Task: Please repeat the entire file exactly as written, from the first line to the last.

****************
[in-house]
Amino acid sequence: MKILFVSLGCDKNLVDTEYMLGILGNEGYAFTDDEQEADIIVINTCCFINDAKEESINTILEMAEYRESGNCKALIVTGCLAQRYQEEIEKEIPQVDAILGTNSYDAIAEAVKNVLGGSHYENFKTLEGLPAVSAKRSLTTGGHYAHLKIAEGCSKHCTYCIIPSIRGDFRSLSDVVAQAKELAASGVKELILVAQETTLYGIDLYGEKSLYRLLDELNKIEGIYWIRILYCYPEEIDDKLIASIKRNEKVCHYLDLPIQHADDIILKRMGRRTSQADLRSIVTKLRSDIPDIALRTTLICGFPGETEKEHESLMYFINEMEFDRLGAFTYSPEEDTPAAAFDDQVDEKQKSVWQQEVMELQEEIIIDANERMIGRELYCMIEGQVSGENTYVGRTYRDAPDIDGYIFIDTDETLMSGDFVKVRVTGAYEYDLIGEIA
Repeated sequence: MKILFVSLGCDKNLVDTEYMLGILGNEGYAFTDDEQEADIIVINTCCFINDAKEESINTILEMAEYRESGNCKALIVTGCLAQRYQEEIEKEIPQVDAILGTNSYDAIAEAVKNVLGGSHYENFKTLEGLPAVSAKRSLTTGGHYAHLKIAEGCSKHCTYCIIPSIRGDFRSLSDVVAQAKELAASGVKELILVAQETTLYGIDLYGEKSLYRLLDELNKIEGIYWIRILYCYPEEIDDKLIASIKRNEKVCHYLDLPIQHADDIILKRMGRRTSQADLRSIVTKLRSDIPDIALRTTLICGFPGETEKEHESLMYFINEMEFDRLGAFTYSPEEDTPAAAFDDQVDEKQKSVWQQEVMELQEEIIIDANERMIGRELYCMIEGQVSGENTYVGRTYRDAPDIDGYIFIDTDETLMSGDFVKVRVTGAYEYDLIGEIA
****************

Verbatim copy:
[in-house]
Amino acid sequence: MKILFVSLGCDKNLVDTEYMLGILGNEGYAFTDDEQEADIIVINTCCFINDAKEESINTILEMAEYRESGNCKALIVTGCLAQRYQEEIEKEIPQVDAILGTNSYDAIAEAVKNVLGGSHYENFKTLEGLPAVSAKRSLTTGGHYAHLKIAEGCSKHCTYCIIPSIRGDFRSLSDVVAQAKELAASGVKELILVAQETTLYGIDLYGEKSLYRLLDELNKIEGIYWIRILYCYPEEIDDKLIASIKRNEKVCHYLDLPIQHADDIILKRMGRRTSQADLRSIVTKLRSDIPDIALRTTLICGFPGETEKEHESLMYFINEMEFDRLGAFTYSPEEDTPAAAFDDQVDEKQKSVWQQEVMELQEEIIIDANERMIGRELYCMIEGQVSGENTYVGRTYRDAPDIDGYIFIDTDETLMSGDFVKVRVTGAYEYDLIGEIA
Repeated sequence: MKILFVSLGCDKNLVDTEYMLGILGNEGYAFTDDEQEADIIVINTCCFINDAKEESINTILEMAEYRESGNCKALIVTGCLAQRYQEEIEKEIPQVDAILGTNSYDAIAEAVKNVLGGSHYENFKTLEGLPAVSAKRSLTTGGHYAHLKIAEGCSKHCTYCIIPSIRGDFRSLSDVVAQAKELAASGVKELILVAQETTLYGIDLYGEKSLYRLLDELNKIEGIYWIRILYCYPEEIDDKLIASIKRNEKVCHYLDLPIQHADDIILKRMGRRTSQADLRSIVTKLRSDIPDIALRTTLICGFPGETEKEHESLMYFINEMEFDRLGAFTYSPEEDTPAAAFDDQVDEKQKSVWQQEVMELQEEIIIDANERMIGRELYCMIEGQVSGENTYVGRTYRDAPDIDGYIFIDTDETLMSGDFVKVRVTGAYEYDLIGEIA